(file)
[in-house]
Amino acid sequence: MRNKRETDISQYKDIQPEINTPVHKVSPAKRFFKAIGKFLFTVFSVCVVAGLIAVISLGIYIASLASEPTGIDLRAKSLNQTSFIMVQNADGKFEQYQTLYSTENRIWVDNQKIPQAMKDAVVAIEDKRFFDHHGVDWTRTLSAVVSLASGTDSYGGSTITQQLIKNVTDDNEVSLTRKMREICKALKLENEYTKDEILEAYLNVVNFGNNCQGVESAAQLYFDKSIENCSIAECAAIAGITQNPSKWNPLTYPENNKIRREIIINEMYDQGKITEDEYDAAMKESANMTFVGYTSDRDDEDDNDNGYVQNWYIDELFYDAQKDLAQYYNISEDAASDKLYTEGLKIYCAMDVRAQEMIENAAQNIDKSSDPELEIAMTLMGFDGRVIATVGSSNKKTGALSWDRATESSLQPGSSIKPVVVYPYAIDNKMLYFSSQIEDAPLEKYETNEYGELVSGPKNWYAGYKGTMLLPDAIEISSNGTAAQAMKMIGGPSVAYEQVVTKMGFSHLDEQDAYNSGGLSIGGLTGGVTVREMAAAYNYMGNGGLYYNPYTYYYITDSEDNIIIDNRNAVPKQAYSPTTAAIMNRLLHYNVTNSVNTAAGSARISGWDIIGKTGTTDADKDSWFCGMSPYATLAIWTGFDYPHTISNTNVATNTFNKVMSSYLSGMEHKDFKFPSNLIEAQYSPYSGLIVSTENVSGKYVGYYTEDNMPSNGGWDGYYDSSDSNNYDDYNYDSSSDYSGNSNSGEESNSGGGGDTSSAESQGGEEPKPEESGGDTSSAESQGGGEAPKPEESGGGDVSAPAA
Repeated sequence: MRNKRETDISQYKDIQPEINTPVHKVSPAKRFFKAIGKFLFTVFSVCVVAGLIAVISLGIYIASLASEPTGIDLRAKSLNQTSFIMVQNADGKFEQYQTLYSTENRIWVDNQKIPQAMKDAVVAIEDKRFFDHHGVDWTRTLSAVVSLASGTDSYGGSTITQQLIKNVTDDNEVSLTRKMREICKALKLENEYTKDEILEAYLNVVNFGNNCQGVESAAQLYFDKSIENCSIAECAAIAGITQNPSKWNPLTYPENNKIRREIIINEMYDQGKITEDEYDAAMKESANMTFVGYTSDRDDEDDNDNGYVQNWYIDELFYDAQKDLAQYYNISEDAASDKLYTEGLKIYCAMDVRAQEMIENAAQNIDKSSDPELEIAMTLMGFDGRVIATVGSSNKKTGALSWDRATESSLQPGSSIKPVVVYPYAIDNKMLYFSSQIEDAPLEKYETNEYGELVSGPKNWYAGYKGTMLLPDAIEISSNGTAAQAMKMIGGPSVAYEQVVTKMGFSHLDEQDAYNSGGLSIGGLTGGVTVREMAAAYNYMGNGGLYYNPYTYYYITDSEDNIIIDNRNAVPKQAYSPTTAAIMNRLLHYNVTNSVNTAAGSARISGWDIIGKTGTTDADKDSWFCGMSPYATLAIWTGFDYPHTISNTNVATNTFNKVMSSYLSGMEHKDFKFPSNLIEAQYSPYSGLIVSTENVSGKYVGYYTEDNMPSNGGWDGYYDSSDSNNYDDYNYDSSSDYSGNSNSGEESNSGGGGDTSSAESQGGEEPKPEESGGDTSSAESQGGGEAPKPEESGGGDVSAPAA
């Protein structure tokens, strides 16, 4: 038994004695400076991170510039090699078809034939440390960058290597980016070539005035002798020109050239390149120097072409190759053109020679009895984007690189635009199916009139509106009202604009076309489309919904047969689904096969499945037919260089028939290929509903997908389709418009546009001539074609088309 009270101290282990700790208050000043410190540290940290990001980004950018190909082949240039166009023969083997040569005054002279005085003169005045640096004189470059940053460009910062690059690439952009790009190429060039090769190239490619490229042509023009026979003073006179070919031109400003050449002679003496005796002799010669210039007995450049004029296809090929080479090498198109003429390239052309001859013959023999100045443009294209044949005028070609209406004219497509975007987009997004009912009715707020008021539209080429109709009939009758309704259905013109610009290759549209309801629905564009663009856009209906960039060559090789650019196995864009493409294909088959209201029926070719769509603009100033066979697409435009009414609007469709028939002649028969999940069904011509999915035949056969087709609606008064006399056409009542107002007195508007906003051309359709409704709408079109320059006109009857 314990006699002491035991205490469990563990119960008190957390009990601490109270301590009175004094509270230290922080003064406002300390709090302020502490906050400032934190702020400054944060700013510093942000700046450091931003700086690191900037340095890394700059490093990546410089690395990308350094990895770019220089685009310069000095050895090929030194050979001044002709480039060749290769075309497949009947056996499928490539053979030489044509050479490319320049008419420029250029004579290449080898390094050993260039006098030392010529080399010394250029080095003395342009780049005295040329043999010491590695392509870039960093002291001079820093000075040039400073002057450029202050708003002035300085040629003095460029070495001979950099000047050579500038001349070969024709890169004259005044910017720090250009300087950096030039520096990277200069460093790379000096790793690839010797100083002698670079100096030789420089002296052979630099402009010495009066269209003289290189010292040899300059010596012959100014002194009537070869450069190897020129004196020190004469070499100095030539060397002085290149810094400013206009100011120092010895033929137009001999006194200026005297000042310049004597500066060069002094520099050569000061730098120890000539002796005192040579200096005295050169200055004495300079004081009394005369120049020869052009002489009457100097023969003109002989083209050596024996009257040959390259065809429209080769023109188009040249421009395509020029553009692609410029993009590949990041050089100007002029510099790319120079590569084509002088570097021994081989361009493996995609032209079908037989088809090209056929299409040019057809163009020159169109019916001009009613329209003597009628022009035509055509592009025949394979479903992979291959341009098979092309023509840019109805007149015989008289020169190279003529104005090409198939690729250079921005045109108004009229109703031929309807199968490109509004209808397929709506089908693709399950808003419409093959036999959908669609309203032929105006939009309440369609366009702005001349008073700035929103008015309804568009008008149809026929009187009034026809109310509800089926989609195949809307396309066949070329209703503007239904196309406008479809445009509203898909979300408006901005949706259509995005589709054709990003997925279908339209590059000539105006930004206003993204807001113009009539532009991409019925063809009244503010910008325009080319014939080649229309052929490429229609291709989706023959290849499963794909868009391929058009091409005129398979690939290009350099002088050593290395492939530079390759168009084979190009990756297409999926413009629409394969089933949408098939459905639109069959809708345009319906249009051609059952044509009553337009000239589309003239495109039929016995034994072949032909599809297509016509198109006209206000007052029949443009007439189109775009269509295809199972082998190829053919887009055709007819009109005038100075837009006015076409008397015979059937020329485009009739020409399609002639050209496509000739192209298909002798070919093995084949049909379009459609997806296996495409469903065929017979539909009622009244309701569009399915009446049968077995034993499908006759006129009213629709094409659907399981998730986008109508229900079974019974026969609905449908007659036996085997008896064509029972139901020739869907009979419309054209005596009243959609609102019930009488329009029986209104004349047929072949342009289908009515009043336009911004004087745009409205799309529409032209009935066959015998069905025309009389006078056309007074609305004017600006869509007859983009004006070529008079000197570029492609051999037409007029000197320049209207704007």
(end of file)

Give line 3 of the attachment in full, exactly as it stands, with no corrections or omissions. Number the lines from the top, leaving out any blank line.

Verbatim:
Repeated sequence: MRNKRETDISQYKDIQPEINTPVHKVSPAKRFFKAIGKFLFTVFSVCVVAGLIAVISLGIYIASLASEPTGIDLRAKSLNQTSFIMVQNADGKFEQYQTLYSTENRIWVDNQKIPQAMKDAVVAIEDKRFFDHHGVDWTRTLSAVVSLASGTDSYGGSTITQQLIKNVTDDNEVSLTRKMREICKALKLENEYTKDEILEAYLNVVNFGNNCQGVESAAQLYFDKSIENCSIAECAAIAGITQNPSKWNPLTYPENNKIRREIIINEMYDQGKITEDEYDAAMKESANMTFVGYTSDRDDEDDNDNGYVQNWYIDELFYDAQKDLAQYYNISEDAASDKLYTEGLKIYCAMDVRAQEMIENAAQNIDKSSDPELEIAMTLMGFDGRVIATVGSSNKKTGALSWDRATESSLQPGSSIKPVVVYPYAIDNKMLYFSSQIEDAPLEKYETNEYGELVSGPKNWYAGYKGTMLLPDAIEISSNGTAAQAMKMIGGPSVAYEQVVTKMGFSHLDEQDAYNSGGLSIGGLTGGVTVREMAAAYNYMGNGGLYYNPYTYYYITDSEDNIIIDNRNAVPKQAYSPTTAAIMNRLLHYNVTNSVNTAAGSARISGWDIIGKTGTTDADKDSWFCGMSPYATLAIWTGFDYPHTISNTNVATNTFNKVMSSYLSGMEHKDFKFPSNLIEAQYSPYSGLIVSTENVSGKYVGYYTEDNMPSNGGWDGYYDSSDSNNYDDYNYDSSSDYSGNSNSGEESNSGGGGDTSSAESQGGEEPKPEESGGDTSSAESQGGGEAPKPEESGGGDVSAPAA